On July 12, 2007, the parties entered into a stipulation that was approved and adopted as an order of the California Superior Court (2007 judgment). Pursuant to the 2007 judgment, the parties agreed that the defendant owed the plaintiff a total of $241, 416 in past due child support payments plus interest.[3] Included in the stipulation was an acknowledgement by the parties that the defendant was advised to seek legal counsel regarding the terms and execution of the stipulation, but that he ‘‘freely and voluntarily elected to represent himself . . . .'' There were no further proceedings in the matter subsequent to the 2007 judgment.

         In 2006, the plaintiff's dog bit the defendant's face, and he commenced a personal injury action against the plaintiff. The action was resolved by means of an August 27, 2009 settlement. Pursuant to the settlement, the defendant acknowledged the $241, 416 debt he owed to the plaintiff pursuant to the 2007 judgment. When he entered into the settlement and signed the release, the defendant was represented by counsel who stated that he ‘‘fully explained the terms and conditions of the foregoing [r]elease . . . to [the defendant], that [the defendant] acknowledged . . . that he understands said [r]elease and the legal effects thereof, [and that counsel] believe[d] that [the defendant] understands the [r]elease and the legal effect of the [r]elease . . . .'' Pursuant to the settlement agreement, the defendant received $48, 000 in the form of credit toward the satisfaction of the 2007 judgment.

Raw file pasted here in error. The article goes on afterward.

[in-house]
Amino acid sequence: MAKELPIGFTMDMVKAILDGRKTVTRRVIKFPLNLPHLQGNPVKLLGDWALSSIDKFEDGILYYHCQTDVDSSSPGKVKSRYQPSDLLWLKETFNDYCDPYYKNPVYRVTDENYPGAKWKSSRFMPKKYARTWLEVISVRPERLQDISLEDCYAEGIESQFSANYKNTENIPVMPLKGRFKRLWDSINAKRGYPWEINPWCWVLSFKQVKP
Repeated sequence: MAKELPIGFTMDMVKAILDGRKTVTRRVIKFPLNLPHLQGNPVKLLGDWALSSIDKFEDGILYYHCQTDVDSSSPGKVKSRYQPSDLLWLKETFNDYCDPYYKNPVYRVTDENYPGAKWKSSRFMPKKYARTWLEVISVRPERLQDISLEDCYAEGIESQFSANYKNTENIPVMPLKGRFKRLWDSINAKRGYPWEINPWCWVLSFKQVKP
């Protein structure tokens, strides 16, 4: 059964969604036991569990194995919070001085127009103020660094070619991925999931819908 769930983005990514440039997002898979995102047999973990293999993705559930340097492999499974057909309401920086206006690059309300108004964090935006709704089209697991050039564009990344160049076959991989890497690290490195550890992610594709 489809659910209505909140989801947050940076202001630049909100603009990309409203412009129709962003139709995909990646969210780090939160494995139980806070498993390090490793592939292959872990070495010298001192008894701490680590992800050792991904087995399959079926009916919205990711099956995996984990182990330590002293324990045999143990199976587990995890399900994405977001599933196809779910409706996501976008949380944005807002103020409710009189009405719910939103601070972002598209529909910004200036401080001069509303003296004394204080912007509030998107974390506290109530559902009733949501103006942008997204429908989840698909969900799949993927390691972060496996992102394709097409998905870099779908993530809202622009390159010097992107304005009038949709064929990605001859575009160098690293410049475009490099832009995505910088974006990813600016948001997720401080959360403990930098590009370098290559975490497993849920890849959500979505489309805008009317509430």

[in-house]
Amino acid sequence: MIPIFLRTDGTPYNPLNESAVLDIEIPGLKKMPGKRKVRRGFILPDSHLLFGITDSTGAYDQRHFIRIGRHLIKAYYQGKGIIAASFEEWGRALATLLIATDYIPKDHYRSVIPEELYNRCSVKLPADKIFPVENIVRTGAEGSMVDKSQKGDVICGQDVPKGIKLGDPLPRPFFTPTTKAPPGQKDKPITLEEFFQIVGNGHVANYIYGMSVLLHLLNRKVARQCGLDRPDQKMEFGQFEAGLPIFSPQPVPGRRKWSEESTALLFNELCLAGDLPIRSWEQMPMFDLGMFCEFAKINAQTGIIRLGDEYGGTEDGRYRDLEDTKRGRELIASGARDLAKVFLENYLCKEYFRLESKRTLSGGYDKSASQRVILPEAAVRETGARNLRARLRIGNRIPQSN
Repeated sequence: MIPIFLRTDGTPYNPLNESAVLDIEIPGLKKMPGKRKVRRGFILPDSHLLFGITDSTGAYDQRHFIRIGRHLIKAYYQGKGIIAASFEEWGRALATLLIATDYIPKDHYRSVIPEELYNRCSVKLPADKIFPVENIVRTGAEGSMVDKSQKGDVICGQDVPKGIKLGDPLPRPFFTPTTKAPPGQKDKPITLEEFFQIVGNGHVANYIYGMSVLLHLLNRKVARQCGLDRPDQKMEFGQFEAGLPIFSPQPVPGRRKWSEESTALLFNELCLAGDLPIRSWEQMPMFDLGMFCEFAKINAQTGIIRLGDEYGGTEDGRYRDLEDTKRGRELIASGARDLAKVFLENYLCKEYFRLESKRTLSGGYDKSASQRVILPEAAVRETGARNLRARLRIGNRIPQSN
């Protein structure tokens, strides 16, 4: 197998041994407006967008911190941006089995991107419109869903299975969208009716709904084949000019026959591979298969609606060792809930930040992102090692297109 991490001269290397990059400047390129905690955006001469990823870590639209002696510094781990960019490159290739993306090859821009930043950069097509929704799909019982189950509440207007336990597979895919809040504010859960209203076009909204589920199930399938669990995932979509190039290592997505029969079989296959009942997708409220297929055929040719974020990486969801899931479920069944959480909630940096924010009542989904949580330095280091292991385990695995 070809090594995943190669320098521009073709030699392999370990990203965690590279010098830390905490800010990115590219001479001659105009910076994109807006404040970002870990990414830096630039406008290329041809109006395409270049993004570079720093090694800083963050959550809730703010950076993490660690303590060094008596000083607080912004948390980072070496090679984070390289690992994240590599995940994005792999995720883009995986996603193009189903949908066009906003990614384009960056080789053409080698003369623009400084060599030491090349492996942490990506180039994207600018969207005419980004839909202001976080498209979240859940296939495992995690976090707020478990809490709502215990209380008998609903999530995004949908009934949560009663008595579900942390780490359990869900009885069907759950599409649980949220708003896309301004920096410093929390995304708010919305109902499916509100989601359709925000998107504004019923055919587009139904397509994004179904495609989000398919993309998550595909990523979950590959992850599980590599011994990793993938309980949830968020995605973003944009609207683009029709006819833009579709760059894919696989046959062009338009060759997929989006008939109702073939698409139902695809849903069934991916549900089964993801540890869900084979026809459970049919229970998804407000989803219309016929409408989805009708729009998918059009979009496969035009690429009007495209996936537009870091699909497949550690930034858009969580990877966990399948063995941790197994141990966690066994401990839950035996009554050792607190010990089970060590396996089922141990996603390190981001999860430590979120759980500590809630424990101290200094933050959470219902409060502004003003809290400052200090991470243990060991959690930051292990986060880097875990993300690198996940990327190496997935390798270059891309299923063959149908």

In March, 2016, the plaintiff filed the 2007 judgment in Connecticut pursuant to General Statutes § 46b-71. On April 7, 2016, she filed a motion for contempt, dated March 29, 2016, alleging various arrearages, and filed a motion to implead[4] on August 10, 2016. On August 15, 2016, the defendant filed a motion for relief from the 2007 judgment on the grounds of fraud and duress.[5]A hearing on the motions took place on December 9, 2016, and January 5, 6 and 31, 2017.

         On August 2, 2017, the court denied the motions for contempt, to implead, and for relief, and ordered the defendant to pay the plaintiff $465, 498.29 in installments with interest accruing at a rate of 10 percent. In its memorandum of decision, the court detailed its application of California law, including California Code of Civil Procedure § 473[6] and California Family Code § 2122, [7]to the defendant's claims and found that, not only was there a ‘‘paucity of credible evidence that the defendant was under duress when he executed the stipulation, '' but that the defendant failed to apply for the relief or protections offered by the California provisions within the time limitations that California law provided.

         The defendant filed a motion to reargue on August 22, 2017, challenging the court's calculation of the arrearage amount. The court granted the defendant's motion and heard oral argument on October 26, 2017. On November 6, 2017, the court determined that the defendant was liable to the plaintiff in the amount of $397, 523.96. This total consisted of $241, 416 pursuant to the 2007 judgment, less a $48, 000 credit from the dog bite ...